The lower Jinsha River has the highest sediment yield rates of the entire Yangtze watershed; these high yields have previously been attributed to a mix of the local geologic setting as well as intensive human land use, particularly agriculture. Prior studies have not quantified long-term background rates of sediment generation, making it difficult to know if modern sediment yield is elevated relative to the long-term rate of sediment generation. Using in situ 10Be in detrital river sediments, we measured sediment generation rates for tributaries to the lower Jinsha River. We find that the ratio of modern sediment yield to long-term sediment generation rate is 5.9 ± 2.8 (mean, 1 SD, n = 5), which is significantly higher than that elsewhere in western China and implies contemporary rates of sediment export far exceed long-term rates of sediment generation by weathering on hillslopes (1.9 ± 1.6 [median, 1 SD, n = 20]; [Schmidt et al., 2017]). Long-term (thousand year) rates of sediment generation correlate best with the steepness of the upstream watershed, a result found around the world. In contrast, modern sediment yield and the ratio of sediment yield to sediment generation rates correlate best with agricultural land use and distance to the nearest dam. Modern (1950s–1980s) sediment yield and the ratio of sediment yield to sediment generation rate also correlate well with percent of the watershed containing landslides observable today. The significantly higher modern sediment yield, lack of correlation between percent of the basin with landslides and long-term rates of sediment generation, and widespread deforestation and agriculture in the region suggest that landslide scars observable today are at least in part a result of human-induced land use change. Thus, we conclude that a mix of geologic setting and human activity control high contemporary sediment yield rates in the region.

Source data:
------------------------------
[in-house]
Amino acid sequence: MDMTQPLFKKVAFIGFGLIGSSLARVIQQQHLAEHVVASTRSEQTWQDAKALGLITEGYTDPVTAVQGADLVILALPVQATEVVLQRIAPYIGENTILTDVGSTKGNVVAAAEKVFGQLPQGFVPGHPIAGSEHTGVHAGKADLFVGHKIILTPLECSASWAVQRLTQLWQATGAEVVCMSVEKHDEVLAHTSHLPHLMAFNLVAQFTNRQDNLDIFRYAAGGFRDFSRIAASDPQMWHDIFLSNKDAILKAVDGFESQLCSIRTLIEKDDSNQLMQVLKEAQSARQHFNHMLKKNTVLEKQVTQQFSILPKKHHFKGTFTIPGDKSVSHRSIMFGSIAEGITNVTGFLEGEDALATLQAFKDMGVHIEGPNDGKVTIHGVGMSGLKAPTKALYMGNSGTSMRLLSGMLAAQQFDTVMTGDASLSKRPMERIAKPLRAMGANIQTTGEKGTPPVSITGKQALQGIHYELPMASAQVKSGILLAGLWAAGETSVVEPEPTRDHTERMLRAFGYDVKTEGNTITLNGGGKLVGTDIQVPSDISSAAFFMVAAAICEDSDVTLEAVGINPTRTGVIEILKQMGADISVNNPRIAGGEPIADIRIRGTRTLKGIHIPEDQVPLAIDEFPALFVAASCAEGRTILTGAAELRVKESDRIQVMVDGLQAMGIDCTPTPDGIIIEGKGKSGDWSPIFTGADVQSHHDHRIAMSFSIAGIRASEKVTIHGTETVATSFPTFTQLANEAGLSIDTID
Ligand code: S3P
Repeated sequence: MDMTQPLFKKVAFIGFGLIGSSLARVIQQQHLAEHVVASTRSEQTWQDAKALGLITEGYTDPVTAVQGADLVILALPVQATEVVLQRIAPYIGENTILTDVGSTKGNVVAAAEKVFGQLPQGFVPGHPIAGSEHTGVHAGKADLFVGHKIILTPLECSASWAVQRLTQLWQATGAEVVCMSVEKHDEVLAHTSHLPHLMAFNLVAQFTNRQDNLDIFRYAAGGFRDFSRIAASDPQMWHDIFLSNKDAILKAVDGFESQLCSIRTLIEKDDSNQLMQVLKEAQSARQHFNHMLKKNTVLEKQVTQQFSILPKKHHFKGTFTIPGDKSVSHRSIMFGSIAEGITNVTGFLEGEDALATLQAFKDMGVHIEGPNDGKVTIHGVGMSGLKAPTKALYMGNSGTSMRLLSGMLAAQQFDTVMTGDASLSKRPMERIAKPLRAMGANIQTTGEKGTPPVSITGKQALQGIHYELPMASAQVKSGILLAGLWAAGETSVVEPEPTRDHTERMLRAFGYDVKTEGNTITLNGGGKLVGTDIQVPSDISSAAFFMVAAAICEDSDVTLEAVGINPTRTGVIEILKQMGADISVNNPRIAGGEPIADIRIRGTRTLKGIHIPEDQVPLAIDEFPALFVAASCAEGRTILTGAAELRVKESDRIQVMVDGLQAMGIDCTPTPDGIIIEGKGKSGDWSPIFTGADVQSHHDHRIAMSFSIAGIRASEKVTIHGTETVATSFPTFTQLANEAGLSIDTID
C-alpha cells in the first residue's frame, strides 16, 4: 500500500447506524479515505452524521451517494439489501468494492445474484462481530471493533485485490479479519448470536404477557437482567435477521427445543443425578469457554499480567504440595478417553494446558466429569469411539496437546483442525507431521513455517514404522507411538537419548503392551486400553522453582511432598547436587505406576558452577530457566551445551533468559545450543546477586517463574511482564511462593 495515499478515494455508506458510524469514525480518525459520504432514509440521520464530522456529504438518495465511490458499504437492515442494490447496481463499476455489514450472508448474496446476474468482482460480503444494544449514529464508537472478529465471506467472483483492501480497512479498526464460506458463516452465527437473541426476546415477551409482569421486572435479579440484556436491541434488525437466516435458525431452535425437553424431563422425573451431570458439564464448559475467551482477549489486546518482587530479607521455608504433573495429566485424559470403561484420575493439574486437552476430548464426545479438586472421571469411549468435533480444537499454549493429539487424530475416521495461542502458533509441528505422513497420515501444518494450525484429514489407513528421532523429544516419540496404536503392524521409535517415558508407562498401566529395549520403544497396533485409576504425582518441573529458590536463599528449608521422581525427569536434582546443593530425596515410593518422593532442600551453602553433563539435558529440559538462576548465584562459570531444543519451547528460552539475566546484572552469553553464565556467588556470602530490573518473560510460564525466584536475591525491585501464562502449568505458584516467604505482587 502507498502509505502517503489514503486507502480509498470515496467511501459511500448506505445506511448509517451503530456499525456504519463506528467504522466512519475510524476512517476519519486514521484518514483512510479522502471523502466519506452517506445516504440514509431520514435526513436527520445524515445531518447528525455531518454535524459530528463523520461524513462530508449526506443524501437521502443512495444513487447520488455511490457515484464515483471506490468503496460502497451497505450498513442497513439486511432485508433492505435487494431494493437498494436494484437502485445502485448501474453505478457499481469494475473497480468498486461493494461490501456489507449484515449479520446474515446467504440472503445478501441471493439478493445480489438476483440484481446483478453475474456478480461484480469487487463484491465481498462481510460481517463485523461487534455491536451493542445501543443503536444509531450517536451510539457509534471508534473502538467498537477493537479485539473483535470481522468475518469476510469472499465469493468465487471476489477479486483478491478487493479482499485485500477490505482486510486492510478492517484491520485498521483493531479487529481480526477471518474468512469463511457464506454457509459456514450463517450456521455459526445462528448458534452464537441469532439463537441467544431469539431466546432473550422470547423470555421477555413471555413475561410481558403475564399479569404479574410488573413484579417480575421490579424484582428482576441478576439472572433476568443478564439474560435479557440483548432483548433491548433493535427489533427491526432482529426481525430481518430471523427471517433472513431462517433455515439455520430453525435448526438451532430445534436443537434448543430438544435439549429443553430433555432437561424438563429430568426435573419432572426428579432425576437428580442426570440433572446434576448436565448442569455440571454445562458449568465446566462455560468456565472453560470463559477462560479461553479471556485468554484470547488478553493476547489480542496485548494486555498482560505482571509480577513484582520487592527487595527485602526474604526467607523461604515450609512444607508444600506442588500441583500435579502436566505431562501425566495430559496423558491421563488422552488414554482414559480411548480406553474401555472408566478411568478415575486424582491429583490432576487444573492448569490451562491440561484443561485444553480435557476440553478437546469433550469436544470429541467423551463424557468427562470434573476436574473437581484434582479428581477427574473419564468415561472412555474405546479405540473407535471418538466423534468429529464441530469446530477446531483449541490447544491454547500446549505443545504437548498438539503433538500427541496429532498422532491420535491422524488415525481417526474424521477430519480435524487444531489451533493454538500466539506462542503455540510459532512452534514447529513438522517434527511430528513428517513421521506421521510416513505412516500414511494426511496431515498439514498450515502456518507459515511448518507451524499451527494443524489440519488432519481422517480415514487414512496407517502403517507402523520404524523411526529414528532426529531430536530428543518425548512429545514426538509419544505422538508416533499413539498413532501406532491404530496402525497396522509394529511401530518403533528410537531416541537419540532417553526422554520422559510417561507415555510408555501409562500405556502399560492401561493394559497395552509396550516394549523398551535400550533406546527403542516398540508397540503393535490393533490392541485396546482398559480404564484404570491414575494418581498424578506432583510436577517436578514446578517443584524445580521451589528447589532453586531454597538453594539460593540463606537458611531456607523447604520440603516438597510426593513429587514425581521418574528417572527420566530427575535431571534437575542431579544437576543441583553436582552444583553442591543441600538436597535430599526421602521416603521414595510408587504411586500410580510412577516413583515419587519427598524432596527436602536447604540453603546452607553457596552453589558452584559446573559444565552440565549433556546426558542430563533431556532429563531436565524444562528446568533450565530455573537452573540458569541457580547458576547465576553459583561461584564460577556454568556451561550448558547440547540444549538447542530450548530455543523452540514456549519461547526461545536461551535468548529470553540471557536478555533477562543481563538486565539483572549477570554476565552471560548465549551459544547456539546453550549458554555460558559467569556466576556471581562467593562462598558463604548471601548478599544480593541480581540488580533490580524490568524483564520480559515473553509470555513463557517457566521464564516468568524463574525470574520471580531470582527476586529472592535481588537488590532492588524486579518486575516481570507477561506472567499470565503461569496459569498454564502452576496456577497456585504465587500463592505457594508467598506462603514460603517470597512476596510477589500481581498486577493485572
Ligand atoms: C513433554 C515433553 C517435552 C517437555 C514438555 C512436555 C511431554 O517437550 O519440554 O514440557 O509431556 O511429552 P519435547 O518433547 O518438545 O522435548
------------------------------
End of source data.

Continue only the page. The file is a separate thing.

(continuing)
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© 2018 Elsevier Ltd
Schmidt, A., Denn, A., Hidy, A., Bierman, P., & Tang, Y. (2019). Human and natural controls on erosion in the Lower Jinsha River, China. Journal of Asian Earth Sciences, 170(C), 351-359.